It comes down to greed.
That’s what the economic turmoil is all about for many people. Too many of us were greedy, and now everyone is paying the price.
Luckily this belief is wrong, because if it were right we’d be up the creek. Greed, however defined, presumably has always been and will always be with us in an unvarying amount. Schemes to change human nature have all failed dismally. Better to assume it won’t change any time soon. So if having a sound economy depended on eliminating or diminishing greed, we’d have trouble.
I see people blaming greed for our problems everywhere. Bob Woodward, the famous journalist, was on “Larry King Live” the other night, laughing derisively at the idea that cutting taxes would help revive the economy. How could that help, he asked, when the cause of the debacle is “greed”? Cutting taxes just feeds greeds, he implied. Dee Dee Myers, former President Bill Clinton’s one-time press secretary, nodded in approval.
Closer to home, I got into a debate with a religion professor who was sure that the housing bubble and recession were market, not government, failures. Why was he so sure, considering that he professed no knowledge of economics? Because people are greedy, he said. Of course the market failed. How could it not when greed is its foundation?
This line of thinking is worth exploring because it’s more common than we might suspect. I will avoid the semantic issue. I suspect many people use the word as a synonym for self-interest: To be greedy is to be “selfish.” If so, Ayn Rand had it right–as long as self-interest is held to be morally corrupt, the market order will be suspect.
For the sake of discussion, however, let’s take the least flattering definition and go from there. This approach has the advantage of showing how mistaken the interventionist is without getting him to reconsider his definition of greed. (For the record, the word has no objective referent. It only applies to others, never oneself. The best I can make out, A is greedy when he wants more of something than B thinks he should want. B, on the other hand, wants just the right amount.)
It shouldn’t take much consideration to see that greed will have different effects in different institutional settings, that is, different political-economic-legal systems. The problem is that most people don’t think about institutions. Being part of the landscape, they escape notice. But they are crucial.
An institutional setting in which people know they will bear the negative consequences of their own actions can be expected generally to elicit conduct markedly different from one in which those consequences can be passed on to others without their consent, namely, through taxpayer bailouts and the like. Everyone sees this in concrete terms at the individual level. The religion professor recognized it in when I presented these two scenarios:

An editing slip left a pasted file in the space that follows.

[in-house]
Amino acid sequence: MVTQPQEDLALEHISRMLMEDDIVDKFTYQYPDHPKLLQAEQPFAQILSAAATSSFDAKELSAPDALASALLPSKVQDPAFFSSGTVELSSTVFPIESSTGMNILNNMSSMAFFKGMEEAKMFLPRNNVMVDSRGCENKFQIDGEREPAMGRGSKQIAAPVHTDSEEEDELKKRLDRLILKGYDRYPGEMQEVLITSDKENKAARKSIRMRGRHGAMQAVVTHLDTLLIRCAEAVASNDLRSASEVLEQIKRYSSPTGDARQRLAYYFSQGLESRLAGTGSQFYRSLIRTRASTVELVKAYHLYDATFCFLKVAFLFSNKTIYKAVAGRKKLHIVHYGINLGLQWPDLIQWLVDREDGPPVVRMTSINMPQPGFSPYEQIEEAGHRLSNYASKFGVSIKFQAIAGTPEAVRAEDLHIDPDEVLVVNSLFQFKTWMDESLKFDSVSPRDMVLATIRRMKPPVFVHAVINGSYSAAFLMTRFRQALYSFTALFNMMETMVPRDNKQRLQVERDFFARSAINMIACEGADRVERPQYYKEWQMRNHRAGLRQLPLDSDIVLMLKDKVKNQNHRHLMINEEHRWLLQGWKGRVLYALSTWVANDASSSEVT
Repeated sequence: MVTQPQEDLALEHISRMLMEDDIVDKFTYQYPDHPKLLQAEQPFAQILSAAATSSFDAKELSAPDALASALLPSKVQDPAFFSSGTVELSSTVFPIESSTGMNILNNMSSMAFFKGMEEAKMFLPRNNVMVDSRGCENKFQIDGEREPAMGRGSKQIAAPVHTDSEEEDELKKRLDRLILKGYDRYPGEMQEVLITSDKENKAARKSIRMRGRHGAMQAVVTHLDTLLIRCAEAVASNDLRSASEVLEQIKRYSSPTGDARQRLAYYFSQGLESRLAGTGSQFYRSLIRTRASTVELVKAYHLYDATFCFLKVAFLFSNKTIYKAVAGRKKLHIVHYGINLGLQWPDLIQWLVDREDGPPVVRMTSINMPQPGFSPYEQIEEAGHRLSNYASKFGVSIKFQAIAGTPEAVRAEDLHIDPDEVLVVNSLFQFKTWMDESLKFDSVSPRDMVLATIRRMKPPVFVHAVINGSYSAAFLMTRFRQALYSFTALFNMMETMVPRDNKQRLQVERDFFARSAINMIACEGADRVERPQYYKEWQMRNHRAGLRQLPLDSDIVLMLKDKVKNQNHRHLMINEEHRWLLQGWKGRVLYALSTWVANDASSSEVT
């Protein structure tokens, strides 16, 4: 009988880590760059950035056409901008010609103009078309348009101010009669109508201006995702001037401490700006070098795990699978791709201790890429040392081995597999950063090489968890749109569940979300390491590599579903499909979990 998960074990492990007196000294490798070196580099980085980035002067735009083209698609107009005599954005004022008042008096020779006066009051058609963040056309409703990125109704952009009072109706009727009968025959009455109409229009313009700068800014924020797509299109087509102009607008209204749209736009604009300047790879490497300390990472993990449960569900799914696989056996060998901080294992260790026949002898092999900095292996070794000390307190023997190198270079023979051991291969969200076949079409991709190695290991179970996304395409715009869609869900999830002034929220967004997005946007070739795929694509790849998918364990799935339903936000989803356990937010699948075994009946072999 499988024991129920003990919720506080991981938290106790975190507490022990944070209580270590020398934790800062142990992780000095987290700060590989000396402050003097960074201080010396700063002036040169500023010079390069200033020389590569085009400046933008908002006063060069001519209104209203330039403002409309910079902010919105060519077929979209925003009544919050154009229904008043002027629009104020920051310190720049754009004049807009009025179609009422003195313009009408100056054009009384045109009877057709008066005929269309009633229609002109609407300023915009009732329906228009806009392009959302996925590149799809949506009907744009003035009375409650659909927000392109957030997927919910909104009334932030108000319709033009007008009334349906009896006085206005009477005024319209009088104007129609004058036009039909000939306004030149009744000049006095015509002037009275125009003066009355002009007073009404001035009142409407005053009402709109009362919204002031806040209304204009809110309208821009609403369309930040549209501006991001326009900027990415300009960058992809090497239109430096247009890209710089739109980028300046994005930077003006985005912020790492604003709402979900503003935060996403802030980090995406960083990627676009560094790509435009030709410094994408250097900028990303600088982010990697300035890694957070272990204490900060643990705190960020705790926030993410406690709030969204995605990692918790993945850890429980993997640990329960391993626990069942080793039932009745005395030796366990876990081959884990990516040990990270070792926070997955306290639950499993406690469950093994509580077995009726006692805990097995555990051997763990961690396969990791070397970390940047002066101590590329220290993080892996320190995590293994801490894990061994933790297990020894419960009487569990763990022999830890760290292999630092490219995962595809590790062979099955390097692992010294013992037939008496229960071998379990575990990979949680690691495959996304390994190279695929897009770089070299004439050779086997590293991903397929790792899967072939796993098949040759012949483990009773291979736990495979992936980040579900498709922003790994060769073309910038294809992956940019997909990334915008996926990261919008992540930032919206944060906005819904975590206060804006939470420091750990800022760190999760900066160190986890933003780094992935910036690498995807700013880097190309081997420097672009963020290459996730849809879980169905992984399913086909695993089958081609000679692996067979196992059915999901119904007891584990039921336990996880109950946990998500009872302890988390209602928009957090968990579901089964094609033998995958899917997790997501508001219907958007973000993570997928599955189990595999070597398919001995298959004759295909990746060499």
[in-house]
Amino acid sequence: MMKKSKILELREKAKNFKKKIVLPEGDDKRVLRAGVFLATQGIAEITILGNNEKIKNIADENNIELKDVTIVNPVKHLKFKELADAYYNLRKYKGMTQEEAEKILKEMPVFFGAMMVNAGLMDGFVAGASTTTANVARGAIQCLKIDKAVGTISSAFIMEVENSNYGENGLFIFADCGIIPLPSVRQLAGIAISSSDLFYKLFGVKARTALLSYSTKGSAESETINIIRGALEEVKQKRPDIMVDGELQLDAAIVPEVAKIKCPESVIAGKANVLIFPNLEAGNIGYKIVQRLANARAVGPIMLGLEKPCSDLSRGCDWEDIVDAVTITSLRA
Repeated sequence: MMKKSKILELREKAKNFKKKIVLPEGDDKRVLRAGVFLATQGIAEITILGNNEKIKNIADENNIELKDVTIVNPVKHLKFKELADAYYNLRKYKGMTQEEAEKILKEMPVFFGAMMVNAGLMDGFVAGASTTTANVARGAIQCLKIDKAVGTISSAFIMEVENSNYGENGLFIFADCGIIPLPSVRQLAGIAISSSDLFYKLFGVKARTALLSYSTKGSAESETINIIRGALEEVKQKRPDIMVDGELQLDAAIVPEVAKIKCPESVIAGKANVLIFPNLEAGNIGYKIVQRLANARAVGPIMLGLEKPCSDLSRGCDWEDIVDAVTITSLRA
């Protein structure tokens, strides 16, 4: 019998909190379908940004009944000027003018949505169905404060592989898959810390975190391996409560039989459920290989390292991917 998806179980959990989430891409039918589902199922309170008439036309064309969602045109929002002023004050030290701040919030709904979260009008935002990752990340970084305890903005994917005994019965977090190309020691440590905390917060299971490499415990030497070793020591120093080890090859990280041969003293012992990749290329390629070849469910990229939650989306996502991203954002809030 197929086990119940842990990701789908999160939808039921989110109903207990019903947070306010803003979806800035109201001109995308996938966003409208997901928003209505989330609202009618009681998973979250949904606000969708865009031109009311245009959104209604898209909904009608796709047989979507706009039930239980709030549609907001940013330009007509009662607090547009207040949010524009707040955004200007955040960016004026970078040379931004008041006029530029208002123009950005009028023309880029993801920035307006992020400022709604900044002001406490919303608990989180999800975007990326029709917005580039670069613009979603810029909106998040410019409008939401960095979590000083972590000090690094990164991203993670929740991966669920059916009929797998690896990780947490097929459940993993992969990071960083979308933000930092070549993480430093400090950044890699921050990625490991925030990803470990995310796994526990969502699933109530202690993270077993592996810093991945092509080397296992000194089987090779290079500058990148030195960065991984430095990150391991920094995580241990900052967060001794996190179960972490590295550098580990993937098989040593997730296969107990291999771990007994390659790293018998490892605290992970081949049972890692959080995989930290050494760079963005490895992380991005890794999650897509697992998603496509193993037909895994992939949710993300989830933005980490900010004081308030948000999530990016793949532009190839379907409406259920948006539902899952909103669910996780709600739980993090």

Scenario A: He goes to Las Vegas knowing that the winnings are his and the losses are his.
Scenario B: He goes to Las Vegas knowing that the winnings are his, but the losses will be covered by someone else.
I asked him if his behavior would differ in the two scenarios? Of course, he replied. But he refused to extend the principle to the political-economic context.
More Not Less
Greedy people by definition want more not less. So they will be as concerned to hold on to what they have as they will be to increase their wealth. Risky investment is a way to get more but also a way to end up with less. Greed, therefore, will tend to restrain recklessness if people know their profits and losses belong to them. The corollary is that the restraints on recklessness will be weakened to the extent that people expect the losses to be absorbed by others. Market discipline is the key.
For large financial institutions in the United States, Scenario B is far closer to reality than Scenario A. As Gerald P. O’Driscoll Jr.writes, “Deposit insurance, access to the Fed’s lending, and the implicit (now explicit) government guarantee for banks ‘too big to fail’ all constituted a system of financial corporatism.” What these interventions have in common is the potential to shift losses forcibly from those who should be responsible for them to someone else—making reckless behavior and losses more likely than they would be. That’s the definition of moral hazard.
Greed is an easy target. But blaming greed gets us nowhere. As Lawrence White says, it’s like blaming gravity for a plane crash. It certainly doesn’t suggest any sensible policy response. The religion professor said we need more regulation. But if people are greedy, how do more regulators promise to improve matters? They are people too.
If we can’t trust people with freedom, how can we trust them with power?